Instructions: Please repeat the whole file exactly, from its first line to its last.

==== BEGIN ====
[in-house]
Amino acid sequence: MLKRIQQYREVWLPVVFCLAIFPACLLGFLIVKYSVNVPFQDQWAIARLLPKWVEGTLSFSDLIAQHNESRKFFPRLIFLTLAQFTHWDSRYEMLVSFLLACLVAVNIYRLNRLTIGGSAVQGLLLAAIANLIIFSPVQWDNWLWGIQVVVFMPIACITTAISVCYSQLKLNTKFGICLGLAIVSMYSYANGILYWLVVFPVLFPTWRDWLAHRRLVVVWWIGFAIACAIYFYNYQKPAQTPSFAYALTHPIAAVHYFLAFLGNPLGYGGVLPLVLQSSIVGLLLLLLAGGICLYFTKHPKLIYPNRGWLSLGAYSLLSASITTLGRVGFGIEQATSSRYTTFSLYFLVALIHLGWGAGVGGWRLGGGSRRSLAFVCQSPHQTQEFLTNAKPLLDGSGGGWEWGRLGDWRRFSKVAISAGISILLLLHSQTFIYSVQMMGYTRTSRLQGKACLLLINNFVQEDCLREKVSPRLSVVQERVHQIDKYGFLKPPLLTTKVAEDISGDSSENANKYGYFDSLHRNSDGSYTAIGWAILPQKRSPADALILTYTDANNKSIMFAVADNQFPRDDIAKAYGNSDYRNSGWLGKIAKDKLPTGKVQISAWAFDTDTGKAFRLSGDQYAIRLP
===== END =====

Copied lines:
[in-house]
Amino acid sequence: MLKRIQQYREVWLPVVFCLAIFPACLLGFLIVKYSVNVPFQDQWAIARLLPKWVEGTLSFSDLIAQHNESRKFFPRLIFLTLAQFTHWDSRYEMLVSFLLACLVAVNIYRLNRLTIGGSAVQGLLLAAIANLIIFSPVQWDNWLWGIQVVVFMPIACITTAISVCYSQLKLNTKFGICLGLAIVSMYSYANGILYWLVVFPVLFPTWRDWLAHRRLVVVWWIGFAIACAIYFYNYQKPAQTPSFAYALTHPIAAVHYFLAFLGNPLGYGGVLPLVLQSSIVGLLLLLLAGGICLYFTKHPKLIYPNRGWLSLGAYSLLSASITTLGRVGFGIEQATSSRYTTFSLYFLVALIHLGWGAGVGGWRLGGGSRRSLAFVCQSPHQTQEFLTNAKPLLDGSGGGWEWGRLGDWRRFSKVAISAGISILLLLHSQTFIYSVQMMGYTRTSRLQGKACLLLINNFVQEDCLREKVSPRLSVVQERVHQIDKYGFLKPPLLTTKVAEDISGDSSENANKYGYFDSLHRNSDGSYTAIGWAILPQKRSPADALILTYTDANNKSIMFAVADNQFPRDDIAKAYGNSDYRNSGWLGKIAKDKLPTGKVQISAWAFDTDTGKAFRLSGDQYAIRLP